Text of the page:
“I am forgetting that I am not acquainted with her. I have never seen either Mr. or Mrs. Elton. I have no business to put myself forward.”
Mr. and Mrs. Elton appeared; and all the smiles and the proprieties passed.
“But Miss Bates and Miss Fairfax!” said Mr. Weston, looking about. “We thought you were to bring them.”
The mistake had been slight. The carriage was sent for them now. Emma longed to know what Frank’s first opinion of Mrs. Elton might be; how he was affected by the studied elegance of her dress, and her smiles of graciousness. He was immdiately qualifying himself to form an opinion, by giving her very proper attention, after the introduction had passed.
In a few minutes the carriage returned.—Somebody talked of rain.—“I will see that there are umbrellas sir,” said Frank to his father: “Miss Bates must not be forgotten:” and away he went. Mr. Weston was following; but Mrs. Elton detained him, to gratify him by her opinion of his son; and so briskly did she begin, that the young man himself, though by no means moving slowly, could hardly be out of hearing.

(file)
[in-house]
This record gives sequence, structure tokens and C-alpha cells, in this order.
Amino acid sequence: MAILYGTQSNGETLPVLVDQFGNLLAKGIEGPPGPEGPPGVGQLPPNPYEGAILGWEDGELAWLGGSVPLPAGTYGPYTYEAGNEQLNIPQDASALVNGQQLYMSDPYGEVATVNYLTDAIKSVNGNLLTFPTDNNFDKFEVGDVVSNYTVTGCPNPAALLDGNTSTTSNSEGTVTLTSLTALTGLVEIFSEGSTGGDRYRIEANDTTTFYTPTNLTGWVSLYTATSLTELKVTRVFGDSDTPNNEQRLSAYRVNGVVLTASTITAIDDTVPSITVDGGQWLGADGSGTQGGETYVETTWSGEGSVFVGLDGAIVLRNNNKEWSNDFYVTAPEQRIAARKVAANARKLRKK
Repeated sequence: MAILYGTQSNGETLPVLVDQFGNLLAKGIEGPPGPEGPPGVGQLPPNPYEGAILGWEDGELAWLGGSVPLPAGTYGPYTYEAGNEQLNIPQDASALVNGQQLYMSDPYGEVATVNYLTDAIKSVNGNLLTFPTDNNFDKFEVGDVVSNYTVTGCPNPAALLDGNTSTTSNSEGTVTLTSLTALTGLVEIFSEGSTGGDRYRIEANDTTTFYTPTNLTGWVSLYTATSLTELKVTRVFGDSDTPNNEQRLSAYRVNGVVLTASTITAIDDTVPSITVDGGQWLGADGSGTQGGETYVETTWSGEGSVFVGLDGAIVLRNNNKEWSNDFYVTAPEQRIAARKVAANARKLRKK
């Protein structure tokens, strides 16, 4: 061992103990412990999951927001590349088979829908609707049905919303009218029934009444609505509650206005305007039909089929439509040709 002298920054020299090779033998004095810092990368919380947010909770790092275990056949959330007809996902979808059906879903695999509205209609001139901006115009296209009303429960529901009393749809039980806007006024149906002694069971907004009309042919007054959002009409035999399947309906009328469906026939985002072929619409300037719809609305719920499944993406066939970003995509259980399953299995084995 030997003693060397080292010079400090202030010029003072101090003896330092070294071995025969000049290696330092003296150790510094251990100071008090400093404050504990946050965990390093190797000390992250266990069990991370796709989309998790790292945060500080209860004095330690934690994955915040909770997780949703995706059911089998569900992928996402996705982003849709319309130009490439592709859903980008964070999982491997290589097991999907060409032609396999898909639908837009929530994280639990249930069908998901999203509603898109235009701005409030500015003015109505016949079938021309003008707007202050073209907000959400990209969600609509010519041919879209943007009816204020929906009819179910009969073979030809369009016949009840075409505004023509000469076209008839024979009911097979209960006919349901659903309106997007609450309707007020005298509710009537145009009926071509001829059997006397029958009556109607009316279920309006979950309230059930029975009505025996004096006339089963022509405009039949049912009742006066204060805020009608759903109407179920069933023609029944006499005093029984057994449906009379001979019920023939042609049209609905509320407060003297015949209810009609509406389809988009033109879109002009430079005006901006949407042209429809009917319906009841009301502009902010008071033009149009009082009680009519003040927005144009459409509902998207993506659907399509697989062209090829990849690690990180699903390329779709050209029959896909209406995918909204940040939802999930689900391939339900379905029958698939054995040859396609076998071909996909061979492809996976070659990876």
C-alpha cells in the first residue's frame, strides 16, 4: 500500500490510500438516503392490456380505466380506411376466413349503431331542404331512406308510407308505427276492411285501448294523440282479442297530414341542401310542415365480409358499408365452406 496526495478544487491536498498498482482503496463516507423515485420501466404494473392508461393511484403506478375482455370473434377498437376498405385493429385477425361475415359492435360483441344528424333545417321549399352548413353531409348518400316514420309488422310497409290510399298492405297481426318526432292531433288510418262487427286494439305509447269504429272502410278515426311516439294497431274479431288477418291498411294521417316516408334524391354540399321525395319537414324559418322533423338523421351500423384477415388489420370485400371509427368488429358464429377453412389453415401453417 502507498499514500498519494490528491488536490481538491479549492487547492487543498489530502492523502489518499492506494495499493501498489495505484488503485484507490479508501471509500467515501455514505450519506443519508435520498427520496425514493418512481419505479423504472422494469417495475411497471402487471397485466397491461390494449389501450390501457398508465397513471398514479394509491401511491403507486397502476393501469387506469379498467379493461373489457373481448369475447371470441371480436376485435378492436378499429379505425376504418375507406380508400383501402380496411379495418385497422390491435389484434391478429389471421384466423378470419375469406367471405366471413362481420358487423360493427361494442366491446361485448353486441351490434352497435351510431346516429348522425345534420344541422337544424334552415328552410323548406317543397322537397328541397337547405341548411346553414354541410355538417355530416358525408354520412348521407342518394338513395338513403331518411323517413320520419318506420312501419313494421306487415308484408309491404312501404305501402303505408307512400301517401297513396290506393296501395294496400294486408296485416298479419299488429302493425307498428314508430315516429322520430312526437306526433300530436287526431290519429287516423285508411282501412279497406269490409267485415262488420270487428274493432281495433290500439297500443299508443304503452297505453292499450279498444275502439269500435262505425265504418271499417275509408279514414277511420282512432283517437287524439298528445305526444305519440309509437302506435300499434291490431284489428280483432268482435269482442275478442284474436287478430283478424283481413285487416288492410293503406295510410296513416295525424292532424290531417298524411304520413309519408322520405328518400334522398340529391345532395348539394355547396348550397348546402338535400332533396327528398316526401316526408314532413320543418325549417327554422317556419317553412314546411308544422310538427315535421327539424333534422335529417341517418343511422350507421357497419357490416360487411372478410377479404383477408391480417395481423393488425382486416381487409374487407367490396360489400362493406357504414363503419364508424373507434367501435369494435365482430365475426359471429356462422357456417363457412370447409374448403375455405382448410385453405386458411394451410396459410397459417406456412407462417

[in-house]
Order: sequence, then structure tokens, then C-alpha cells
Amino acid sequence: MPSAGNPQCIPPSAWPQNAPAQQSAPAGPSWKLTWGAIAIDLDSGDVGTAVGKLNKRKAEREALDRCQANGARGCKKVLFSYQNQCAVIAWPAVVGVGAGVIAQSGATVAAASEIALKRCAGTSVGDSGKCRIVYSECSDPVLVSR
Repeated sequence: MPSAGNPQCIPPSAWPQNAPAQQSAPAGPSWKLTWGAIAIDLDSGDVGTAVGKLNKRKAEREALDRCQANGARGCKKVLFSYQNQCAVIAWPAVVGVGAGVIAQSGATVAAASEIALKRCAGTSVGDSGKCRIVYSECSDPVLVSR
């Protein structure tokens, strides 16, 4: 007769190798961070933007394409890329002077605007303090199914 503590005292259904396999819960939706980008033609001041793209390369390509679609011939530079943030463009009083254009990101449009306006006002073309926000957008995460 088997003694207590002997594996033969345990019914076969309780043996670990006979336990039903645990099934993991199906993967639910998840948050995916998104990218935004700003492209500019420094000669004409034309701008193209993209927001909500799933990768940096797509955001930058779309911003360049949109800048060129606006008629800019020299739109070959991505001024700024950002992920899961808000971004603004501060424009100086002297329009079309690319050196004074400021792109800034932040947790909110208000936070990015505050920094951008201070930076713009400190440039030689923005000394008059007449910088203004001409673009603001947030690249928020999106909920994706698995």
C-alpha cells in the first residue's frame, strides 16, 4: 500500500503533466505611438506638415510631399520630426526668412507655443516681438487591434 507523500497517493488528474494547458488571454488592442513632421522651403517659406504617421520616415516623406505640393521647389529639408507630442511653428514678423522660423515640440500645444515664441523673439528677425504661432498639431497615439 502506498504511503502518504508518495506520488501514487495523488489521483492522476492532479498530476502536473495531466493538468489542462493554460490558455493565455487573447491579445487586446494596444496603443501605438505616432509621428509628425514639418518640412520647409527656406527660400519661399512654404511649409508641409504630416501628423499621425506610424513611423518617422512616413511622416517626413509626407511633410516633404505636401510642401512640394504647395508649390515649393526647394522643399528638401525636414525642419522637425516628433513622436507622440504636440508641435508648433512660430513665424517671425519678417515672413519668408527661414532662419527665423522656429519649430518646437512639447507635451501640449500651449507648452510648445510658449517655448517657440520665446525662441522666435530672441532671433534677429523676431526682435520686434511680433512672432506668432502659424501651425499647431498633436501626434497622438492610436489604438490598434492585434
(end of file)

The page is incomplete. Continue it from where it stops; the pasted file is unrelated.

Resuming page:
“A very fine young man indeed, Mr. Weston. You know I candidly told you I should form my own opinion; and I am happy to say that I am extremely pleased with him.—You may believe me. I never compliment. I think him a very handsome young man, and his manners are precisely what I like and approve—so truly the gentleman, without the least conceit or puppyism. You must know I have a vast dislike to puppies—quite a horror of them. They were never tolerated at Maple Grove. Neither Mr. Suckling nor me had ever any patience with them; and we used sometimes to say very cutting things! Selina, who is mild almost to a fault, bore with them much better.”